Chapter 27
The Reproductive System
1035
27
Anatomy of the Female
Reproductive System
Te reproductive role of the female is far more complex than
that of a male. Not only must she produce gametes, but her body
must prepare to nurture a developing fetus for approximately nine
months.
Ovaries
, the
female gonads
, are the primary reproduc-
tive organs of a female, and like the male testes, ovaries serve a
dual purpose: Tey produce the female gametes (ova) and sex
hormones,
estrogen
and
progesterone
(pro-ges
9
tĕ-rōn). Estro-
gen includes
estradiol
,
estrone
, and
estriol
, but estradiol is the most
abundant and is most responsible for estrogenic effects in humans.
As illustrated in
Figure 27.12
, a female’s
internal genitalia
her ovaries and duct system—are mostly located in the pelvic cav-
ity. Te female’s accessory ducts, from the vicinity of the ovary to
the body exterior, are the
uterine tubes
, the
uterus
, and the
vagina
.
Tey transport or otherwise serve the needs of the reproductive
cells and a developing fetus. Te external sex organs of females are
referred to as
external genitalia
.
The Ovaries
Describe the location, structure, and function of the
ovaries.
Te paired ovaries flank the uterus on each side (Figure 27.12).
Shaped like an almond and about twice as large, each ovary is
grow and increase in density, and skeletal muscles increase in
size and mass. Te last two effects are o±en referred to as the
somatic effects
of testosterone (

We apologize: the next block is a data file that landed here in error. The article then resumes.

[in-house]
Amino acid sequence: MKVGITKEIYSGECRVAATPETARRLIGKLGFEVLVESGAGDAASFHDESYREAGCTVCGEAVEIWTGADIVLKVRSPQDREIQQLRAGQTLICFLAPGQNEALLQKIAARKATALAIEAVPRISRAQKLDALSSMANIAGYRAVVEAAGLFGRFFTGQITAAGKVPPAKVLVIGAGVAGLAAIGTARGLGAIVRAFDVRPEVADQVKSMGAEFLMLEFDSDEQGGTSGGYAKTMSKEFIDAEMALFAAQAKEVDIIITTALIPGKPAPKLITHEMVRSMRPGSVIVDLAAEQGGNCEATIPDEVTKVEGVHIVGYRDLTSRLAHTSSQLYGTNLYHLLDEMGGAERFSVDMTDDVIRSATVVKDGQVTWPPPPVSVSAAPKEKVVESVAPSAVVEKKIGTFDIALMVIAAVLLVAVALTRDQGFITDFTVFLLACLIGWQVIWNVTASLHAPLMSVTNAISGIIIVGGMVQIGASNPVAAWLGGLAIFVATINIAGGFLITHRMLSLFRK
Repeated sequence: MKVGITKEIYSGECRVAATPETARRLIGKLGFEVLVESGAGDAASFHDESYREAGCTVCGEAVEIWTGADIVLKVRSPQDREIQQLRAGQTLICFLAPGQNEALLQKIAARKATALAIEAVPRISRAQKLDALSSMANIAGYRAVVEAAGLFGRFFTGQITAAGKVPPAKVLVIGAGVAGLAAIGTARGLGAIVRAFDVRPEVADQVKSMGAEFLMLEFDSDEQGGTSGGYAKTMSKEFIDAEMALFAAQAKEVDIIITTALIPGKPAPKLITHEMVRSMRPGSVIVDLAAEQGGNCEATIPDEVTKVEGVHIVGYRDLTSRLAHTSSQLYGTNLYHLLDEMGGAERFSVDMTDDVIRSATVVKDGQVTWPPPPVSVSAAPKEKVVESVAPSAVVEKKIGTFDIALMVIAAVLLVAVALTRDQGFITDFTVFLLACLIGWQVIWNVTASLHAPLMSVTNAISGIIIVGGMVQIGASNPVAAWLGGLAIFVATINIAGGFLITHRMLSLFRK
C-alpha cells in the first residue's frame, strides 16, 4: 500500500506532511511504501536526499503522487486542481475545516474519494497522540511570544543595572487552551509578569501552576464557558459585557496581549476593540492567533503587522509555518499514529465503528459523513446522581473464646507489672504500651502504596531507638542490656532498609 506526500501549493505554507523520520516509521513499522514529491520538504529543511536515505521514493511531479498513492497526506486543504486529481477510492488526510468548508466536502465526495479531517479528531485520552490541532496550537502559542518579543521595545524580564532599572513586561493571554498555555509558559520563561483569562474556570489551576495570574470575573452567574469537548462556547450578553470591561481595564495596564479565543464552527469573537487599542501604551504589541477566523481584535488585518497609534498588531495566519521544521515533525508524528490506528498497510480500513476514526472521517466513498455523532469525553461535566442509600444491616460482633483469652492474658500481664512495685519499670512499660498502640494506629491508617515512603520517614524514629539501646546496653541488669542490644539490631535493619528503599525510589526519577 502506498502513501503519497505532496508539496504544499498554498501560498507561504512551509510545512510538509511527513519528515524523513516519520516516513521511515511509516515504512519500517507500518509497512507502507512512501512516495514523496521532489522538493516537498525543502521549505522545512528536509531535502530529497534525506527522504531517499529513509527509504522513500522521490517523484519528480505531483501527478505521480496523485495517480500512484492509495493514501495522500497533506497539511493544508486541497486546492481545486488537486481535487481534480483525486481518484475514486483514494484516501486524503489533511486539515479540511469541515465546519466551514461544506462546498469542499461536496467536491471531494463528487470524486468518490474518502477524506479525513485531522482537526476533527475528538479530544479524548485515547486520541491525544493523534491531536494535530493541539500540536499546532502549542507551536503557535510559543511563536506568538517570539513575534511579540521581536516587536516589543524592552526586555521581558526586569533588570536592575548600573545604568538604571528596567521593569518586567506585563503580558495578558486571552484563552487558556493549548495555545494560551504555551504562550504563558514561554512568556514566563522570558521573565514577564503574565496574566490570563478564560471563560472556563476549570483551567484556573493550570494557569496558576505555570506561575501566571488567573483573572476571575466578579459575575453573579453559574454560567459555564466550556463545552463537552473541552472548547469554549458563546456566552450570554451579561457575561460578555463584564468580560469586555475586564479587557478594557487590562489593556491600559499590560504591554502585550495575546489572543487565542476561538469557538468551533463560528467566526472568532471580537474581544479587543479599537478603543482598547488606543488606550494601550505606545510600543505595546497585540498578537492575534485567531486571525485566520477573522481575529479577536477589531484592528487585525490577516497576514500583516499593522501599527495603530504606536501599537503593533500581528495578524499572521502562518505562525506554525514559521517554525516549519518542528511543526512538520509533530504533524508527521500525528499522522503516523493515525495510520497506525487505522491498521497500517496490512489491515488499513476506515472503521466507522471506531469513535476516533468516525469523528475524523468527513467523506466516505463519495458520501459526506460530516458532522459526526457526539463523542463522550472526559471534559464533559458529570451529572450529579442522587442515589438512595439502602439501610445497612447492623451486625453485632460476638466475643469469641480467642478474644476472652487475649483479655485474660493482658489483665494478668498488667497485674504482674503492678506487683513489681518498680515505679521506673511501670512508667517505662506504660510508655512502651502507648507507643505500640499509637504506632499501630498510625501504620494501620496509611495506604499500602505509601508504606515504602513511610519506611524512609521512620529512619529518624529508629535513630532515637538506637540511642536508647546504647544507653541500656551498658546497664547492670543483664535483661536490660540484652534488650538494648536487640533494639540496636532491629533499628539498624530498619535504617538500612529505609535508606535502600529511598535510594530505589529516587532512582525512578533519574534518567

soma
5
body). ²estosterone also
boosts basal metabolic rate and influences behavior. It is the
basis of the male libido, whether heterosexual or homosexual.
As noted later (p. 1053), the adrenal androgen DHEA appears
to be more important than testosterone in creating or driving
the
female
libido.
In embryos, testosterone masculinizes the brain. ²estoster-
one also appears to continue to shape certain regions of the
male brain well into adult life, as indicated by the differences in
males’ and females’ brain areas involved in sexual arousal (for
example, the amygdala).
Te testes are not the only source of androgens. Te adrenal
glands of both sexes also release them. However, the relatively
small amounts of adrenal androgens are insufficient to support
normal testosterone-mediated functions, so we can assume that
it is the testosterone production by the testes that supports male
reproductive function.
Check Your Understanding
16.
What is the HPG axis?
17.
How does FSH indirectly stimulate spermatogenesis?
18.
What are three secondary sex characteristics promoted by
testosterone?
For answers, see Appendix H.
Peritoneum
Infundibulum
Uterine tube
Ovary
Uterus
Round ligament
Vesicouterine pouch
Urinary bladder
Pubic symphysis
Mons pubis
Urethra
Clitoris
External urethral
orifice
Hymen
Labium minus
Labium majus
Suspensory ligament
of ovary
Uterosacral
ligament
Perimetrium
Rectouterine
pouch
Rectum
Posterior fornix
Cervix
Anterior fornix
Vagina
Anus
Urogenital diaphragm
Greater vestibular
gland
Fimbriae
Figure 27.12
Internal organs of the female reproductive system, midsagittal section.
(For a related image, see
A Brief Atlas of the Human Body
, Figure 74.)
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